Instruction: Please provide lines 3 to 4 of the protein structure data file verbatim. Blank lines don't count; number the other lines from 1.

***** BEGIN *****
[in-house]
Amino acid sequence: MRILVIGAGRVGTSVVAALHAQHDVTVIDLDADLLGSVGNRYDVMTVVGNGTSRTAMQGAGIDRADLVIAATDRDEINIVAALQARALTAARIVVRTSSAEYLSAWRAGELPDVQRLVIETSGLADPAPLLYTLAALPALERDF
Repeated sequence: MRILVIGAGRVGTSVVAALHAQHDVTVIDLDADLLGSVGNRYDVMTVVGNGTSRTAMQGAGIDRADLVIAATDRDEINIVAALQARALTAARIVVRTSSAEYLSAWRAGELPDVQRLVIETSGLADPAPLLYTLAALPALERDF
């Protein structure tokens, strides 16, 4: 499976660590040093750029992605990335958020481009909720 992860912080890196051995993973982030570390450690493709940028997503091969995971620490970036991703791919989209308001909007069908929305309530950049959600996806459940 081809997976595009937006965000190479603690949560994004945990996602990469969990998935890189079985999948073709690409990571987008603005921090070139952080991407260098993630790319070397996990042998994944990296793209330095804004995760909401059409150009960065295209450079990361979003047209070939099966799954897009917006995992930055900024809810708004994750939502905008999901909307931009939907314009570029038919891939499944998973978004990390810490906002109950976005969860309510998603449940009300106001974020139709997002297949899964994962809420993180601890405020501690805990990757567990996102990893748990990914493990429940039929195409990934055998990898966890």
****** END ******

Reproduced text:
Repeated sequence: MRILVIGAGRVGTSVVAALHAQHDVTVIDLDADLLGSVGNRYDVMTVVGNGTSRTAMQGAGIDRADLVIAATDRDEINIVAALQARALTAARIVVRTSSAEYLSAWRAGELPDVQRLVIETSGLADPAPLLYTLAALPALERDF
């Protein structure tokens, strides 16, 4: 499976660590040093750029992605990335958020481009909720 992860912080890196051995993973982030570390450690493709940028997503091969995971620490970036991703791919989209308001909007069908929305309530950049959600996806459940 081809997976595009937006965000190479603690949560994004945990996602990469969990998935890189079985999948073709690409990571987008603005921090070139952080991407260098993630790319070397996990042998994944990296793209330095804004995760909401059409150009960065295209450079990361979003047209070939099966799954897009917006995992930055900024809810708004994750939502905008999901909307931009939907314009570029038919891939499944998973978004990390810490906002109950976005969860309510998603449940009300106001974020139709997002297949899964994962809420993180601890405020501690805990990757567990996102990893748990990914493990429940039929195409990934055998990898966890």